For quality evaluations of international development projects and programs to lead to better results, they need to be influential.
An important aspect of the work of international development organizations is to independently and systematically evaluate their projects, programs and policies. This is done to make sure they are providing effective services and value to their member state clients and the millions of people who benefit from development work.
But what is the best way to do that?
Experts from across the world, at the recent 2019 Asian Evaluation Week, held in Kunming, in the People’s Republic of China, had a lively discussion on this topic. At the center of the debate was the argument that although quality evaluations hold development organizations accountable for the results they promise to deliver, the expectation that the quality of evaluations alone will help countries achieve development effectiveness is a bit far-fetched. For quality evaluations to lead to better results, they need to be influential.
Evaluation influence is about ensuring evaluation knowledge is valued and utilized to bring about positive change. If we consider the purpose of evaluation is betterment of society, then it can make an impact only if it manages to influence the stakeholders to undergo changes at various levels as required — from changing their attitude or ways of working, to the change in the decisions or practices of organizations.
Experts say evaluation influence is multi-dimensional. It is most effective when it becomes newly learned information that will be used in various contexts by experts and policy makers in the future.
In all cases, if advocacy or persuasion does not lead to better results, the purpose of evaluation is not fully served. What is most important is how evaluation knowledge is used to influence decision making and policies.
A recent evaluation in Nepal, conducted by ADB’s Independent Evaluation Department, pointed out the project’s shortcomings in the selection criteria of subprojects and the lack of surveys in its design and monitoring framework to track project outcomes. A subsequent project incorporated these lessons to enhance impact. This is one example of how evaluation knowledge is utilized to bring about positive change.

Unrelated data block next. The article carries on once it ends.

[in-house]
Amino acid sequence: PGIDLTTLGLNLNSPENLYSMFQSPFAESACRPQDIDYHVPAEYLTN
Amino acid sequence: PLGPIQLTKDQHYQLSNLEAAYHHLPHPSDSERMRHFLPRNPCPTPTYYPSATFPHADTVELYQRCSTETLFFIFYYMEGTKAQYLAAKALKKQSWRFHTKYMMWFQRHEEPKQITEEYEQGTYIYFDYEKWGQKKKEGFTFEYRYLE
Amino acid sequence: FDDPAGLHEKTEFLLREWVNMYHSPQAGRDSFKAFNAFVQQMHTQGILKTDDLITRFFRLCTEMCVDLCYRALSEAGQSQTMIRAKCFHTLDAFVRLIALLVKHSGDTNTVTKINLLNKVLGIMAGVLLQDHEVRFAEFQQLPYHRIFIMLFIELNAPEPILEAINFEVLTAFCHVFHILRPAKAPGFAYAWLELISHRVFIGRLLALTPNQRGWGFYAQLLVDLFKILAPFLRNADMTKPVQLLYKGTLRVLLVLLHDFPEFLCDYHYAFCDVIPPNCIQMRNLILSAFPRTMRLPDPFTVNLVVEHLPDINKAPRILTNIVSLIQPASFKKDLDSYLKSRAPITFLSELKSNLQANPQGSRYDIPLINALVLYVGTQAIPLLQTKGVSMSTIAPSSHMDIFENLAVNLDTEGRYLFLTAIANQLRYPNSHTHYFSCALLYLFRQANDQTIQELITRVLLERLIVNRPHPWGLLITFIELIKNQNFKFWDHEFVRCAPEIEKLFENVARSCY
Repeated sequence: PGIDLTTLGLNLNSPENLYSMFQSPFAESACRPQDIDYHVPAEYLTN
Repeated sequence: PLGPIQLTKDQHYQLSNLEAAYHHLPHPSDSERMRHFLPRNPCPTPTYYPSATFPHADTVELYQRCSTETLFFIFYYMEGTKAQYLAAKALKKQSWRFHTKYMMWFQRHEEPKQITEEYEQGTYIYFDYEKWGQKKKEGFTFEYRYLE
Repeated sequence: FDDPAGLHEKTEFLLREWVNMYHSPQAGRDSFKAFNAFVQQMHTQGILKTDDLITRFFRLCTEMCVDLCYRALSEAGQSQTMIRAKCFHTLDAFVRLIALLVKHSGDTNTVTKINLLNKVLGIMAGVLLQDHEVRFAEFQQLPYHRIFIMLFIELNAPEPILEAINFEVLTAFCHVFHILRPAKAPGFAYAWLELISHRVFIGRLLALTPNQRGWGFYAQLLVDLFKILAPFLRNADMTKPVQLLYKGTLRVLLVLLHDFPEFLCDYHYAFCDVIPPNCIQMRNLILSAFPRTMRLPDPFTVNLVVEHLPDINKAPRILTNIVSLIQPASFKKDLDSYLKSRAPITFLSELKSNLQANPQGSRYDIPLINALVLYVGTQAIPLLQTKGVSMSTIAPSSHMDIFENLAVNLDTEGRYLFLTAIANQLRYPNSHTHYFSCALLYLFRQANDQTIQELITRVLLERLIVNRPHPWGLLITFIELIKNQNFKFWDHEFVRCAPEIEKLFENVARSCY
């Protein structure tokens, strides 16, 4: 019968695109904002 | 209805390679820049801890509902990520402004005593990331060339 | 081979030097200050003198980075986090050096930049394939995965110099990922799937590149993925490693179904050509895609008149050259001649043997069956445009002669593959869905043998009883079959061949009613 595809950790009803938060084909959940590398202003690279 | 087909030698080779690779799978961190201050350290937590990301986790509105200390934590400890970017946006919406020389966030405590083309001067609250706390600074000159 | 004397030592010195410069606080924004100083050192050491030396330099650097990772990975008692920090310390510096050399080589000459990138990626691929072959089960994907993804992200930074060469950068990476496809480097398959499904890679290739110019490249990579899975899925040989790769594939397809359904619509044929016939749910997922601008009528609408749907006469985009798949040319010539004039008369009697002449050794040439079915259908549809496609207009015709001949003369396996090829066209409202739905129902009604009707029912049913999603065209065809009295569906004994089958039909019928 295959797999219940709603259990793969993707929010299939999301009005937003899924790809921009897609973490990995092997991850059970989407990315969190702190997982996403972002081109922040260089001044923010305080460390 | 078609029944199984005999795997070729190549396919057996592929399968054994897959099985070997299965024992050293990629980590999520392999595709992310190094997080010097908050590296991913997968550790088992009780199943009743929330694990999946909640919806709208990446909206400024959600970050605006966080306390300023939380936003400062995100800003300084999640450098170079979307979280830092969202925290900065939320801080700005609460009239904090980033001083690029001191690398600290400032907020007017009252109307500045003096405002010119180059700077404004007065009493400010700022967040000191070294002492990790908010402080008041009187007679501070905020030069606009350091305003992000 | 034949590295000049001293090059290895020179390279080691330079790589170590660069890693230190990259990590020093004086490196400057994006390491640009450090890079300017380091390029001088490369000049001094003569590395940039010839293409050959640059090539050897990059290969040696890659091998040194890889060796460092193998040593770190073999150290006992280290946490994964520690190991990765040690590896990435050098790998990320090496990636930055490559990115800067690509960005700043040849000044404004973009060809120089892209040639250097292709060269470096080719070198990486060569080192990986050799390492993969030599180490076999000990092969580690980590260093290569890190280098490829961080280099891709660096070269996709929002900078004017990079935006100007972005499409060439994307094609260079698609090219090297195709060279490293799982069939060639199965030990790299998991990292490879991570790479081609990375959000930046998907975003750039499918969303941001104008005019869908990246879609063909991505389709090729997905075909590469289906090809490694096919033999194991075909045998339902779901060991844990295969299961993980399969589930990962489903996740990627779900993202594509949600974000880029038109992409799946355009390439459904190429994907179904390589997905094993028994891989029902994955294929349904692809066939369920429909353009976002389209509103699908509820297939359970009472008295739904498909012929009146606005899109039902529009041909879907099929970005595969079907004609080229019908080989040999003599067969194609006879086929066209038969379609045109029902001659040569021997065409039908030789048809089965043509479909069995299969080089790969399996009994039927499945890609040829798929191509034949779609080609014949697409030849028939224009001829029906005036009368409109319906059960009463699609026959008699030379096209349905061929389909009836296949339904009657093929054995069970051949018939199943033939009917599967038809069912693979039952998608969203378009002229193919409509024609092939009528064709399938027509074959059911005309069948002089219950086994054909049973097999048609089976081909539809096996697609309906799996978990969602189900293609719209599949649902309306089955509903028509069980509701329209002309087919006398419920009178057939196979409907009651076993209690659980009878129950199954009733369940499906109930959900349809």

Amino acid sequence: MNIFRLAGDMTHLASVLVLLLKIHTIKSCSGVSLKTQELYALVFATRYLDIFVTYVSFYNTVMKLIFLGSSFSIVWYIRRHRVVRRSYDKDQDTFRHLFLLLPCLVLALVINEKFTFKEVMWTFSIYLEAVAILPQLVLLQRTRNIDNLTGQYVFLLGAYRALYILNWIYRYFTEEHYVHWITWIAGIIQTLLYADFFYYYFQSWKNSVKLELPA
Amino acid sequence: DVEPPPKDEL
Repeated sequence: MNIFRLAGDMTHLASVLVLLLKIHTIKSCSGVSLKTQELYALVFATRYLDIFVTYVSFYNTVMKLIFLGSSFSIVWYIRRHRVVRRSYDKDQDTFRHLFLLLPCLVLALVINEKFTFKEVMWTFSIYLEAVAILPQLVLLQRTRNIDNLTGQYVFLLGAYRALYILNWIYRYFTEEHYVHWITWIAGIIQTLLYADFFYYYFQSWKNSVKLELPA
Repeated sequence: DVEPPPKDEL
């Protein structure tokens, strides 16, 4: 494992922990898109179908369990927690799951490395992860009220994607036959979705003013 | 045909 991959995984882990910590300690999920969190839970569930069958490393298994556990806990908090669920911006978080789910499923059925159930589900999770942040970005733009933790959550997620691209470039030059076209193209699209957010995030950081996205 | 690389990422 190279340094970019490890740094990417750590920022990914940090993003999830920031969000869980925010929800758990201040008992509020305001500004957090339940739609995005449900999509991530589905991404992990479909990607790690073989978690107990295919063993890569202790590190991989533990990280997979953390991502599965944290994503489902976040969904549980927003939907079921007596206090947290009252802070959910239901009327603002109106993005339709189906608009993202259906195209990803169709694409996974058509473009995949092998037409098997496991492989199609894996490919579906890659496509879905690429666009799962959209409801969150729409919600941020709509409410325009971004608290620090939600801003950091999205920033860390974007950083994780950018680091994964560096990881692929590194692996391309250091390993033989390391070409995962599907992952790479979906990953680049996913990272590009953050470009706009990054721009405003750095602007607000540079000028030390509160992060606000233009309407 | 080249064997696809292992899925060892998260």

To be able to influence, evaluators need to send the right message to the right audience at the right time. For that to happen, they need to understand and segment their audiences — who they are, what they do, and what they need. After identifying the profile of the audience, messages have to be tailored accordingly in an easily usable format. Evaluators need to make certain that information collected and lessons learned from evaluation are packaged into knowledge products that are easily accessible, comprehensible and usable.
Engagement with stakeholders and collaboration with partners and networks are equally important to leverage knowledge. When sharing knowledge, timing and topic are of utmost importance. Delivering knowledge covering topics that are of interest to stakeholders and beneficiaries will ensure that they will internalize the learning and feed the recommendations into their work. The Asian Evaluation Week is one such platform that promotes South-South knowledge sharing on the experiences and latest thinking in evaluation.
Poverty in Asia and the Pacific has been significantly reduced, and many countries have moved on to the middle-income category, but newly emerging development challenges such as climate crisis, conflict and insecurity, and disease outbreaks and health security are putting the poverty gains at the risk of being reversed. The region may not meet any of the United Nations’ 17 Sustainable Development Goals by 2030 if these challenges are not tackled immediately.
These new challenges cannot be addressed adequately through the traditional ways of doing business. This is where evaluation learning comes in handy. Evidence-based quality evaluation can help countries understand the nature and depth of challenges in the region and what results have been achieved through projects and programs so far. It can tell what has worked and what has not and provide guidance on how development organizations can better support inclusive and environmentally sustainable growth. In a nutshell, it can help countries and their partners make sound and informed decisions to improve development effectiveness and achieve results.